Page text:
Delusional paranoia, healthy paranoia, and blowing whistles for pride or practicality


Comment from a correspondent (in reply to the recent article “Secrets of the Rulers”):

The game is rigged. The whistles apparently need to be blown now more than ever, though, when blown, they only help to increase the paranoia, and helplessness, which ‘seems’ justified, and even neccesary.

J.R. replies:

There are different kinds of whisteblowing. Not all are “idealistic.” There is filing a lawsuit (not just out of “the principle of it all”, but to win the lawsuit, like to collect monetary damages), then there is shouting to warn your family from approaching a dangerous boundary because a train is coming, or there is even trying to launch a publicity stunt protest with bullhorns and signs to intimidate or shame the opposition in to some kind of reform.

There are also two very distinct kinds of paranoia. One is an indicator of a lasting exposure to an accurately perceived risk, like I am so paranoid about theft that I buy a dead bolt lock and use it in my front door (or so paranoid about rain that I repair my roof). That kind of “paranoia” eventually resolves in to action, like a sense of being bothered enough to do something different, to explore some new action. That is “healthy.”

There is also paranoid delusion, which is like when someone has deep terror about the possibility that their own government would ever intentionally do anything that is not “very beneficial to everyone”, like a state lottery gambling promotion that is horrible financially for most of the participants. So, there is the first delusion (programmed by propaganda) and then a complex set of “compensations,” like distractions from the obvious. So, there can be delusions that lead to paranoia like the idea that there is a form of physical reality called diabetes or goiter which possesses people and alters their blood sugar or produces growths on the neck. That is delusion and it is rooted in paranoia.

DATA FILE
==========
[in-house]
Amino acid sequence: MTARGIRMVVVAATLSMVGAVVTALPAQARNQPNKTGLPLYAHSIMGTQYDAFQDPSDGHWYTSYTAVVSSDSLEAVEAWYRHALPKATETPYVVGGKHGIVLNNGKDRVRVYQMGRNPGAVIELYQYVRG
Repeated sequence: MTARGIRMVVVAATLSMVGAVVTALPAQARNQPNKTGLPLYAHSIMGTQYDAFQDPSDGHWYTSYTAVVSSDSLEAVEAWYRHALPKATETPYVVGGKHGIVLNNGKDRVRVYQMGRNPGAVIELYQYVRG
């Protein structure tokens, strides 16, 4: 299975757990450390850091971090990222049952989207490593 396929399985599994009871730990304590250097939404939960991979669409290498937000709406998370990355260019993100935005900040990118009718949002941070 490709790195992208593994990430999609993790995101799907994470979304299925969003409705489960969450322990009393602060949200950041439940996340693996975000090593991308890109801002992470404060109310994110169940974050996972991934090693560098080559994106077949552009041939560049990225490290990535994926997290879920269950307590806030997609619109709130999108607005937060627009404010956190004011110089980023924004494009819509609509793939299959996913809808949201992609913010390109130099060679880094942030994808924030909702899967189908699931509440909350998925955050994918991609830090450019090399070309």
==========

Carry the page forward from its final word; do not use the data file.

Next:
In the case of goiter, it is the relative absence of iodine (relative to “poisons” like flouride and chlorine) which prevents the lymphatic system and thyroid gland from properly functioning and removing waste, thus leaving a “growth” of dead cells that the body is unable to remove. The growth or tumor is physically real, but it is an effect or symptom.

Then, a linguistic label is created called “goiter,” which is related to as a cause. The influence of the Almighty Creator is rejected so that the sinner can instead worship the demon of goiter and try to fight the demon. They take more antibiotics to fight the demon that they worship, which helps a bit for 3 days, but then causes 5 other problems.

Soon, the worshiper of mainstream demons is scheduling a surgery and arranging to live with 6 lifelong medical addictions. They fight not just the demon of goiter, but also diabetes and obesity and hypertension and a long list of demons that they claim to “have” (to be possessed by). “I have diabetes, which is a linguistic label for an effect. I am worshiping the label and fighting it and trying to remove the label from a jar by rotating the jar exactly 90 degrees and then carefully shining cancer radiation therapy at the jar.”

That is deep in mainstream paranoid delusion. That is the typical program of the masses.

The same kind of delusional paranoia is at the core of many other fields of activity, such as investing. “I am investing to hedge against rising inflation.” That could be functional paranoia, but only if people are actually monitoring objective measures of inflation. Most people are fighting something that is not present (that they only presume is present because of programmed paranoia).

They do not recognize that inflation is a human behavior. They think of it as some mysterious demon. Of course, that is just what the media programs them to do.

“I must concentrate all of my wealth in to mortgaged real estate to reduce risk.” That is delusional. Diversification reduces risk, not concentration- especially not in to the least safe market available: investing in real estate with borrowed funds.

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